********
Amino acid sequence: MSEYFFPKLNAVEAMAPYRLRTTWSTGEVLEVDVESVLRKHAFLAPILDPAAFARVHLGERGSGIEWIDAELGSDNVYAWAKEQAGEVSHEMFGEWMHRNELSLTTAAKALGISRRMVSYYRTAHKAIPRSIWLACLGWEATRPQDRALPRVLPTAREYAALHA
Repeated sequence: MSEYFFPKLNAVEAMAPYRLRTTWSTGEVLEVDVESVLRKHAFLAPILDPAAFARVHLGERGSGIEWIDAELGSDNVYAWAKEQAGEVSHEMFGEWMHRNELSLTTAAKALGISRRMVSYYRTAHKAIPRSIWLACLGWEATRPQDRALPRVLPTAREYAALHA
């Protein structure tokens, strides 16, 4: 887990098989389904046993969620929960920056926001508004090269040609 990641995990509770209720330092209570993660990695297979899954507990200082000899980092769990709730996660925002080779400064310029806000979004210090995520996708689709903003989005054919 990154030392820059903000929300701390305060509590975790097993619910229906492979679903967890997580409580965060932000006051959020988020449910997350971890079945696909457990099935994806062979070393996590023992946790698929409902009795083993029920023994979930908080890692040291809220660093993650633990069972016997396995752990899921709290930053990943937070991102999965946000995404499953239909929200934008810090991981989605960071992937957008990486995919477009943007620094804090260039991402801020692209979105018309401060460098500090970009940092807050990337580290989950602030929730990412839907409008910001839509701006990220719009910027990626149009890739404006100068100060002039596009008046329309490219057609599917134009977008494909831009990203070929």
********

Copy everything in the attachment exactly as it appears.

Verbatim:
Amino acid sequence: MSEYFFPKLNAVEAMAPYRLRTTWSTGEVLEVDVESVLRKHAFLAPILDPAAFARVHLGERGSGIEWIDAELGSDNVYAWAKEQAGEVSHEMFGEWMHRNELSLTTAAKALGISRRMVSYYRTAHKAIPRSIWLACLGWEATRPQDRALPRVLPTAREYAALHA
Repeated sequence: MSEYFFPKLNAVEAMAPYRLRTTWSTGEVLEVDVESVLRKHAFLAPILDPAAFARVHLGERGSGIEWIDAELGSDNVYAWAKEQAGEVSHEMFGEWMHRNELSLTTAAKALGISRRMVSYYRTAHKAIPRSIWLACLGWEATRPQDRALPRVLPTAREYAALHA
């Protein structure tokens, strides 16, 4: 887990098989389904046993969620929960920056926001508004090269040609 990641995990509770209720330092209570993660990695297979899954507990200082000899980092769990709730996660925002080779400064310029806000979004210090995520996708689709903003989005054919 990154030392820059903000929300701390305060509590975790097993619910229906492979679903967890997580409580965060932000006051959020988020449910997350971890079945696909457990099935994806062979070393996590023992946790698929409902009795083993029920023994979930908080890692040291809220660093993650633990069972016997396995752990899921709290930053990943937070991102999965946000995404499953239909929200934008810090991981989605960071992937957008990486995919477009943007620094804090260039991402801020692209979105018309401060460098500090970009940092807050990337580290989950602030929730990412839907409008910001839509701006990220719009910027990626149009890739404006100068100060002039596009008046329309490219057609599917134009977008494909831009990203070929």